Rapid growth in the incarceration rate over the past two decades has made prison time a routine event in the life course of young, economically disadvantaged Black and Hispanic men. Although incarceration may now have large effects on economic inequality, only a few studies systematically examine the labor market experiences of ex-offenders. We review the mechanisms that plausibly link incarceration to employment and earnings and discuss the challenges of causal inference for a highly self-selected sample of criminal offenders. There is little consensus about the labor market effects of a variety of justice system sanctions, but there is consistent evidence for the negative effects of prison time on earnings, particularly among older or white-collar offenders. The labor market effects of incarceration are not yet well understood, but prior research suggests several promising avenues for future work. (author abstract)

    Rapid growth in the incarceration rate over the past two decades has made prison time a routine event in the life course of young, economically disadvantaged Black and Hispanic men. Although incarceration may now have large effects on economic inequality, only a few studies systematically examine the labor market experiences of ex-offenders. We review the mechanisms that plausibly link incarceration to employment and earnings and discuss the challenges of causal inference for a highly self-selected sample of criminal offenders. There is little consensus about the labor market effects of a variety of justice system sanctions, but there is consistent evidence for the negative effects of prison time on earnings, particularly among older or white-collar offenders. The labor market effects of incarceration are not yet well understood, but prior research suggests several promising avenues for future work. (author abstract)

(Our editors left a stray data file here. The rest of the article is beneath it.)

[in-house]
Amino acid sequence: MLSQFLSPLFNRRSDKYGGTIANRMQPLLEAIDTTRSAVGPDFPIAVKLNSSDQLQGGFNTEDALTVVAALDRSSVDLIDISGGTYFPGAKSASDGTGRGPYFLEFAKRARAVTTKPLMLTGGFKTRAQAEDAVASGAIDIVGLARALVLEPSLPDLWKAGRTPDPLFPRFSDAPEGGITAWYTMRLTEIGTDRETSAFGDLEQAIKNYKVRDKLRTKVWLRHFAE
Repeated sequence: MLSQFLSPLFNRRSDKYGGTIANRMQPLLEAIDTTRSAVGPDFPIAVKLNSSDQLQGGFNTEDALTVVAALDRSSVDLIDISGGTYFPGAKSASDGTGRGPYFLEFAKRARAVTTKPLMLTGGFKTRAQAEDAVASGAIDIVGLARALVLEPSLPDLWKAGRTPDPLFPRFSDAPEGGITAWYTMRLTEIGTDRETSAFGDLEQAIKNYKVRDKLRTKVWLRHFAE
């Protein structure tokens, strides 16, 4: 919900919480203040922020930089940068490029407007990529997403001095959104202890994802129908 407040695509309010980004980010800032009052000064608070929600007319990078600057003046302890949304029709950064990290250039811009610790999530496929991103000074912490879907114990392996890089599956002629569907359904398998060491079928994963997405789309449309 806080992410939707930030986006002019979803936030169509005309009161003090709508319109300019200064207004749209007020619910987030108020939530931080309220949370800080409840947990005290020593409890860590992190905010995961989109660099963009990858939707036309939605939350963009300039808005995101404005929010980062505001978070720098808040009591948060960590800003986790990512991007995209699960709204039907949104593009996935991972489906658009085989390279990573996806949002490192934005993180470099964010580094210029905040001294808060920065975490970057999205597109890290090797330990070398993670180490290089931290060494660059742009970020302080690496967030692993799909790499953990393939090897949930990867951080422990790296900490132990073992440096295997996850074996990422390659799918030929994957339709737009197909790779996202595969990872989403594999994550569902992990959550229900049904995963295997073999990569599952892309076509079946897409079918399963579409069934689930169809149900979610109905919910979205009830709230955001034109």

• Individual Author: Hirsch, Amy E.; Dietrich, Sharon M.; Landau, Rue; Schneider, Peter D.; Ackelsberg, Irv; Bernstein-Baker, Judith; Hohenstein, Joseph
    Reference Type: Stakeholder Resource
    Year: 2002

    Over 10 million children in the United States "have parents who were imprisoned at some point in their children's lives." In 2001, approximately 400,000 mothers and fathers will finish serving their prison or jail sentences and return home eager to rebuild their families and rebuild their lives.